why is it every time someone says they have figured out the cosmic equation, they have somehow managed to wedge human ego into the very center of it all? seems fairly counter intuitive considering that the human species inhabits one planet out of billions in just one galaxy out of billions.


The strange thing about what he's proposing is that it's the rational view, whereas the current scientific paradigm has missed it altogether, a view that might even think of the human being as nothing but a thing, and our world but a speck of dust.


if you want to be technical, thats exactly what earth is. a speck of dust populated by pretentious self absorbed microbes.



posted on Sep, 16 2016 @ 01:49 PM
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a reply to: TzarChasm

Your opinion has been noted.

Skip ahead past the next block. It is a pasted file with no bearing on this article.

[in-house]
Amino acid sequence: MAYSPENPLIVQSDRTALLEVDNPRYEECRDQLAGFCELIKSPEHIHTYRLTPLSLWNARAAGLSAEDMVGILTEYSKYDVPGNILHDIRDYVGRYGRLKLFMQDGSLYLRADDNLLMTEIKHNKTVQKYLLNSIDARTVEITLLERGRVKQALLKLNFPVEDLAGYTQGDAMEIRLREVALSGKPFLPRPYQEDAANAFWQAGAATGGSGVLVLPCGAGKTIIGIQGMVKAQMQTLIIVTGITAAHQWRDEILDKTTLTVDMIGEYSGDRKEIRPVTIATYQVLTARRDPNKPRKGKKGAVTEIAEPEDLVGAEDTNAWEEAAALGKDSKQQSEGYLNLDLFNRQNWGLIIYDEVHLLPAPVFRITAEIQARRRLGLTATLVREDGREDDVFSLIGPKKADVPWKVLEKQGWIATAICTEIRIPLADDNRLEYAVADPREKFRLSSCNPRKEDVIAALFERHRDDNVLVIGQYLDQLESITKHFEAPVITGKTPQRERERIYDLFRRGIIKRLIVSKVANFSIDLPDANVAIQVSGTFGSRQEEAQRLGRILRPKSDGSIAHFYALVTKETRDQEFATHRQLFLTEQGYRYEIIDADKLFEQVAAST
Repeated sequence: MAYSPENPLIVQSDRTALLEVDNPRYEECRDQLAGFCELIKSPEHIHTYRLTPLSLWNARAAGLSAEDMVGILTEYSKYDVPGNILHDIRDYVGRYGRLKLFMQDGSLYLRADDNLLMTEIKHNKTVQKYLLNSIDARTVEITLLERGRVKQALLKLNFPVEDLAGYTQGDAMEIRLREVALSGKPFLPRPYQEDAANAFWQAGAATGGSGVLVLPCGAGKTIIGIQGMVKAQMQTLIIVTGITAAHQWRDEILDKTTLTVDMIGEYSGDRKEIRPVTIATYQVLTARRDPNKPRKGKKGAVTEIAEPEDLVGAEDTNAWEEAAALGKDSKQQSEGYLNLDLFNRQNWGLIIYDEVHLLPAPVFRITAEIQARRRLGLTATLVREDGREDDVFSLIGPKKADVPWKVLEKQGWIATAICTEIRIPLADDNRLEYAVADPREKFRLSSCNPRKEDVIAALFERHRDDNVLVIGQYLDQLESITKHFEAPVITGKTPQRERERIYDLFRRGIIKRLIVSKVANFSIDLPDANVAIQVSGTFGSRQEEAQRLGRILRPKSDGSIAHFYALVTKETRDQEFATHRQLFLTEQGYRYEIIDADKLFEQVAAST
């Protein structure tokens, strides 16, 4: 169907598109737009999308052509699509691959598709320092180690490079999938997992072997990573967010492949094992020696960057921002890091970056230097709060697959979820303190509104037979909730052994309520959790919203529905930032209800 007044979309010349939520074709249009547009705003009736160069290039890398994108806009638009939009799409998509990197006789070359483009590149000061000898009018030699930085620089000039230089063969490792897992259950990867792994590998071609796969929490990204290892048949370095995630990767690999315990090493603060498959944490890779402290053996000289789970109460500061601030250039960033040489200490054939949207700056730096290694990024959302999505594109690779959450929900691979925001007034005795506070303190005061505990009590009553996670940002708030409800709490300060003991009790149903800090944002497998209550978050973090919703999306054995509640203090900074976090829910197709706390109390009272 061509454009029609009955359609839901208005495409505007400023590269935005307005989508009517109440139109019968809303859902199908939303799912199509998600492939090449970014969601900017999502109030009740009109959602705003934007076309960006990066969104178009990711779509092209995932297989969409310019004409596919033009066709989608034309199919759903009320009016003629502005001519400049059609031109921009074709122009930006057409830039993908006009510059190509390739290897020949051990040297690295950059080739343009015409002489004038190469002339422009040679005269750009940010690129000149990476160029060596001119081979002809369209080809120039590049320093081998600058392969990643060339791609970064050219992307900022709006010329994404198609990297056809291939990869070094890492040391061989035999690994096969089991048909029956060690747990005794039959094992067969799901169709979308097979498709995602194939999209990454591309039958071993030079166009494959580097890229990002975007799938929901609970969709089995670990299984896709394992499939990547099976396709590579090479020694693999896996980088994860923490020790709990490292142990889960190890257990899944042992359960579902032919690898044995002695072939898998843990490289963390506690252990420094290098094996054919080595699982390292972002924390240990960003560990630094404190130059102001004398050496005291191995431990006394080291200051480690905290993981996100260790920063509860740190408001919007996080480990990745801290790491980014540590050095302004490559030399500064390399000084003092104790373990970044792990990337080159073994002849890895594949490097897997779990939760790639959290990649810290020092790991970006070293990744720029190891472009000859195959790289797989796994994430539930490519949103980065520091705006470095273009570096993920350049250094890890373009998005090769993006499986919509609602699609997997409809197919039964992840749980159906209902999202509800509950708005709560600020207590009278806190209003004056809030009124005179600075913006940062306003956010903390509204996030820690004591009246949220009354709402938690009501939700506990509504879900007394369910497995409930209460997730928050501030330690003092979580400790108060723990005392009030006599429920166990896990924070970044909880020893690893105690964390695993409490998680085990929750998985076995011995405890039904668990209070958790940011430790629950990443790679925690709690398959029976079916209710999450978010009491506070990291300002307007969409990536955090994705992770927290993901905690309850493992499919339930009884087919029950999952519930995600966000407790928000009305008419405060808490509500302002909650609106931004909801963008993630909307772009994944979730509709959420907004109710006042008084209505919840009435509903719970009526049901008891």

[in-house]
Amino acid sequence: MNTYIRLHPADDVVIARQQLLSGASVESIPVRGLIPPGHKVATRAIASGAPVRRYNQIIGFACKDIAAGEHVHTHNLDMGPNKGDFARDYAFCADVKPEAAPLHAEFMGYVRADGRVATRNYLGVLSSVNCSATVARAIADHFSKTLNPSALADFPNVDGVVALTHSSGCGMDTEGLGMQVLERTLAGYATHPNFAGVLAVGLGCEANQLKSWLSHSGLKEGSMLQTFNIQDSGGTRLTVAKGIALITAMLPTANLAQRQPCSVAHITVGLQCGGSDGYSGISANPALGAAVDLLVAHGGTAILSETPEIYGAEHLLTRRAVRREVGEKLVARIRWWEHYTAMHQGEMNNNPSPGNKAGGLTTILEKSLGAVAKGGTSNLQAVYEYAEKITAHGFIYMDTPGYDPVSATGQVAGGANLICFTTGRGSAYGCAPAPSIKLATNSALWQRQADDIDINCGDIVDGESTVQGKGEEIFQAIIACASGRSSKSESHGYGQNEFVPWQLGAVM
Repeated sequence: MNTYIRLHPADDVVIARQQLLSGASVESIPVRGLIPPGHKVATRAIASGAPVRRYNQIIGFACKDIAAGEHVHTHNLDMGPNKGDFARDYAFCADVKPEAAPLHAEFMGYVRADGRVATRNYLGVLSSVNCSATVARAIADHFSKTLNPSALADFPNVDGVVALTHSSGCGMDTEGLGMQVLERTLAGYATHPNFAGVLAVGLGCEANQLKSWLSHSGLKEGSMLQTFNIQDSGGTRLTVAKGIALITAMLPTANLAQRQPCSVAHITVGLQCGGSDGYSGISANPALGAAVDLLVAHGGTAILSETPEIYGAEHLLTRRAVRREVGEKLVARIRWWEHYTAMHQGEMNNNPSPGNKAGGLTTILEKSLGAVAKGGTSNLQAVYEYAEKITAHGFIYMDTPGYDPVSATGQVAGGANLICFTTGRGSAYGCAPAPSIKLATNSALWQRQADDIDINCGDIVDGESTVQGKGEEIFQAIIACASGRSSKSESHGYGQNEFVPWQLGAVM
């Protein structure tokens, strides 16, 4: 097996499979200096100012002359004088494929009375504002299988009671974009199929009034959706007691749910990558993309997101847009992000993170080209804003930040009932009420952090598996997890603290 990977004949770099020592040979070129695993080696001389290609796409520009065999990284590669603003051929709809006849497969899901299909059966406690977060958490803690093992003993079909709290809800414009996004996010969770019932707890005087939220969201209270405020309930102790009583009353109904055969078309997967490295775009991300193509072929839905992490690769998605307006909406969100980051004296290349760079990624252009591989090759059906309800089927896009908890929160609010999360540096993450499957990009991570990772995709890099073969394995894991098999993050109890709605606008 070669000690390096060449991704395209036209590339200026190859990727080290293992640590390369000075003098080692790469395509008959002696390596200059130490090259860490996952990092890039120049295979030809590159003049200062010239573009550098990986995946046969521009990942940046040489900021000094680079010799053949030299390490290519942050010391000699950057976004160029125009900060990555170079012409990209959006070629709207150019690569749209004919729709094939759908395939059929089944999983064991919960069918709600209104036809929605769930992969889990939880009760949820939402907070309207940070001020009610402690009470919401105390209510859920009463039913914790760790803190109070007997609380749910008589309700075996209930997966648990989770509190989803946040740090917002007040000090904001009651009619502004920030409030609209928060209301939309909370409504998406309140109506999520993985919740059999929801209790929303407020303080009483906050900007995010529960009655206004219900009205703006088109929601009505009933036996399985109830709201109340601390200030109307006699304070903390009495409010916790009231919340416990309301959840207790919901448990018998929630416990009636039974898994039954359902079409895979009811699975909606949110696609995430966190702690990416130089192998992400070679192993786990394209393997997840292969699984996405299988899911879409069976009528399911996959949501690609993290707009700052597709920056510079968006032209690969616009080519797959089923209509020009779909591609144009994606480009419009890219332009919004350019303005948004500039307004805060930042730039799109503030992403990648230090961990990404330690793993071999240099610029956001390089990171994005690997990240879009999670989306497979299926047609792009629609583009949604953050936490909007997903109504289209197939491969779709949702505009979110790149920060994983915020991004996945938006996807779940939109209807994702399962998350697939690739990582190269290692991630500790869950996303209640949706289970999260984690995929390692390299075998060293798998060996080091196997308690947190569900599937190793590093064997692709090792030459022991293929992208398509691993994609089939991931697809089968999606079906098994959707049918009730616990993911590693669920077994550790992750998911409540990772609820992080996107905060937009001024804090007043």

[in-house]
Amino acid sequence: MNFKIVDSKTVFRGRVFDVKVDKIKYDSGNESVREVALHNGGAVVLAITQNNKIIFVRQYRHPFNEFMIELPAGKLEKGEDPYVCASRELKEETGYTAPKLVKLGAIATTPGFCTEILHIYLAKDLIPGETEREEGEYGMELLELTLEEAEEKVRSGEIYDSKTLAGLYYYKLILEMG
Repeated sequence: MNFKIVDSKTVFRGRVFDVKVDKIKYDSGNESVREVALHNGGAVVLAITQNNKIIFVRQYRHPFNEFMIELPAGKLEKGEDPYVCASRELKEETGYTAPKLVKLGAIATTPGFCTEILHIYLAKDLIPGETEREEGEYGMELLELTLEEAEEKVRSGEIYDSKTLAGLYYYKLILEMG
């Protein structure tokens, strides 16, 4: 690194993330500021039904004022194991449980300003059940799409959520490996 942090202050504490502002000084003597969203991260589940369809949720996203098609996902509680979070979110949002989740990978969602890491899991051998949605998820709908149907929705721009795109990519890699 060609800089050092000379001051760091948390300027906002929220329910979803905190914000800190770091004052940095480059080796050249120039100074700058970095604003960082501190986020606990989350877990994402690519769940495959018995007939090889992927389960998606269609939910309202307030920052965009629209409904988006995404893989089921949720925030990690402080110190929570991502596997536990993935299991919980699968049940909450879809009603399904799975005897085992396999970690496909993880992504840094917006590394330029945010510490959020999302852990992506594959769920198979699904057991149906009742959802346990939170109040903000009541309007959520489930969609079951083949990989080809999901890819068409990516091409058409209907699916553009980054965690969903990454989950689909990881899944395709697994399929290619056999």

I disagree. I think as the man points out in the video, all the evidence points in another direction where life as we experience it is not a meaningless chance happenstance devoid of purpose, but reveals a desire and an intent of which our own experience is integral as part of its ongoing creative expression.

According to your view of life on Earth as nothing but a speck of dust and the human being as a thing. you rob yourself, and others, of the opportunity to explore another way of looking at it by simply writing off their observation as that of deluded, self-absorbed, solipsistic narcissists.

It could be that you are the one making an assumption that's based on the old scientific paradigm and are thus blinded by a heavy bias.



posted on Sep, 16 2016 @ 02:17 PM
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Well, science -- and particularly mathematics -- has a very difficult time with point-of-view. It wants to "objectify" reality, when at its very core reality is a subjective thing. It's based on individual perceptions processed in individual brains. If I didn't exist, as far as I know, neither would reality. And time as I understand it is also very personal. We try to standardize it, but in my reality my perception of time shifts depending on my degree of awareness.